When it comes to sex, the Pointsman seems erotically autistic as demonstrated by the fact that he annoys the Woman by burying his head in her crotch like a child attempting to reenter his mother's womb, as if he does not yet know that penises go inside of vaginas.  Notably, the protagonist has an old portrait of his mother (which is actually, rather humorously, obviously lead actor van der Woude dressed in drag) hanging on the wall in his house that he constantly looks at, as if attempting to gain some sort of spiritual guidance from his assumedly deceased progenitor.  Later on, the Pointsman decides to strip off all his clothes and surprise the Woman in bed, but upon entering her room he feels terribly ashamed, covers his dangling flaccid genitals with his hand, and runs away in a most moronic manner. When the protagonist eventually develops enough instinctive knowhow to actually seduce the Woman, he becomes paranoid just before he vaginally penetrates her after hearing someone laughing in a most sinister fashion outside. As it turns out, the mischievous Mailman was the one doing the laughing and he has come to ‘rape’ the Woman. While the Pointsman is outside looking for the person that was laughing at him, the Mailman enters his home and begins cornering the Woman, who is clearly afraid of being sexually ravaged by the sadistic nerd. When the Pointsman runs home after noticing the Mailman’s motorcycle hidden behind some bushes, he finds the postal worker cornering the visibly petrified Woman, so he shoots out the window of the home to scare the intruder, who subsequently smirks at the protagonist to demonstrate that he thinks he is a pansy who does not have the testicular fortitude to kill him. Ultimately, the Woman demands that the Pointsman shoot the Mailman by screaming “Shoot!” twice in French, so being the cuckolded male ‘knight’ who wants to save the ‘princess’ from the figurative dragon, he does, thus instantly killing the prick postal worker and leaving blood plastered against the wall of his dilapidated homestead. After burying the corpse of the Mailman, the ungrateful Woman, who just coerced a man to kill his friend yet won’t give up any pussy, becomes afraid and demands that she be allowed to leave, so the Pointsman pulls out his trusty shotgun and imprisons her in his home.  While it is a given that women love to lead men on, no matter how big of ugly losers they are, to feed their own exceedingly vain sense of narcissism, it is another thing for a man to kill another man at the urging of a woman who does not feel the need to repay him for committing such an irreparably ungodly act.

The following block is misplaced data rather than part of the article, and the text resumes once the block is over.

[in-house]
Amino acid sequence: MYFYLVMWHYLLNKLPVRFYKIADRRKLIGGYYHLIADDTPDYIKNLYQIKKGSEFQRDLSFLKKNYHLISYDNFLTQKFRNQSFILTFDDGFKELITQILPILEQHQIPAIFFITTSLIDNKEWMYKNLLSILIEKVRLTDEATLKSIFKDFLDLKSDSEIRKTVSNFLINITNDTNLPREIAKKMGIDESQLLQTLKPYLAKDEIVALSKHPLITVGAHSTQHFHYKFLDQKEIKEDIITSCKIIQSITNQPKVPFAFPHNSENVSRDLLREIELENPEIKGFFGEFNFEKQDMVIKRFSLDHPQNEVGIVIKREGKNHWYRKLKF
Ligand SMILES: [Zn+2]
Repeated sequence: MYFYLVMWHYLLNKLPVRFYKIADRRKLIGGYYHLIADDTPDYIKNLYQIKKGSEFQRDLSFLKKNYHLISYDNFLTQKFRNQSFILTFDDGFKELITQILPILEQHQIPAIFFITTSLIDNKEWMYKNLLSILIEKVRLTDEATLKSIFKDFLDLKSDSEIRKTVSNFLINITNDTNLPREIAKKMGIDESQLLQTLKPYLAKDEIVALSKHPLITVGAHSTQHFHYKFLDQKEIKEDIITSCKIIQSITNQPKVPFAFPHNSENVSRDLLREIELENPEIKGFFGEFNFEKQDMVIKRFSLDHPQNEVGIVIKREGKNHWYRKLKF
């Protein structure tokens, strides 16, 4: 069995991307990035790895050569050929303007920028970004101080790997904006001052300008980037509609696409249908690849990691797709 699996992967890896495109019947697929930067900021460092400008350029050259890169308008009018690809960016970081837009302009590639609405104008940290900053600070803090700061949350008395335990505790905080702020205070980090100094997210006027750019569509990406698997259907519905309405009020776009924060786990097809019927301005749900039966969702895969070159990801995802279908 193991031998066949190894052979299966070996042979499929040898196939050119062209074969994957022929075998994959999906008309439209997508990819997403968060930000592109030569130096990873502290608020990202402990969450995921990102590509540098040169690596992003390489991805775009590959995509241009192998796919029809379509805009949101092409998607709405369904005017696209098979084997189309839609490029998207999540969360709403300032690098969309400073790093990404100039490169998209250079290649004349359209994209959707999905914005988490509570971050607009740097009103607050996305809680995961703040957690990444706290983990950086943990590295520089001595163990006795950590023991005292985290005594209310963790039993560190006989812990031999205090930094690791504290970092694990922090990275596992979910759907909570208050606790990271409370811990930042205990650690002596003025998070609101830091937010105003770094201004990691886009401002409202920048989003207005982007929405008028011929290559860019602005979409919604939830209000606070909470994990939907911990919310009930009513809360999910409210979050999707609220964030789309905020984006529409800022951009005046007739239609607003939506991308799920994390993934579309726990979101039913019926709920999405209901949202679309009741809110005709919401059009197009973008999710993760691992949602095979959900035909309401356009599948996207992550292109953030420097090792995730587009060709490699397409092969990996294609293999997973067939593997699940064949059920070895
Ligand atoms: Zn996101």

Eventually, the Woman submits to the Pointsman in what is one of the most absurdly anticlimactic, pathetic, sad, and just plain dead and Fremdscham-inducing ‘pity fuck’ scenes in film history.  Of course, it is not just a mere pity fuck, as the Woman mainly does it so that she can be released from the literal and figurative imprisonment of the Pointsman, who has made the horrible mistake of putting pussy on a pedestal, which no female respects and ultimately became the main source of the protagonist's grand misfortune. After the superlatively sad sex, the Woman goes outside and waits for the train while the Pointsman begins gathering moss, which he strangely covers his entire home with. While the Pointsman pulls his gun on the Woman when she goes to get on the train when it finally arrives after a year or so of cabin-fever-inducing semi-captivity, she ultimately gets away in the end after the Pointsman finally accepts that lady does not want him and certainly does not feel the same way about him as he feels about her. Ultimately, the lethally lovelorn Pointsman commits a sort of ritualistic suicide by lying on a moss bed that he has created for himself and goes to sleep permanently. As the seasons pass, the Pointsman’s body becomes symbolically covered in cobwebs and eventually snow. In the final scene, the Woman smiles after capturing a fly that was resting on her hand in a symbolic scenic reflecting the ease in which the female character ‘spun her web’ and ultimately trapped and sucked dry her rather naive male prey. Notably, Ms. Beauty touches her stomach during the last scene as if to indicate she is pregnant with the bastard son of the figurative Beast.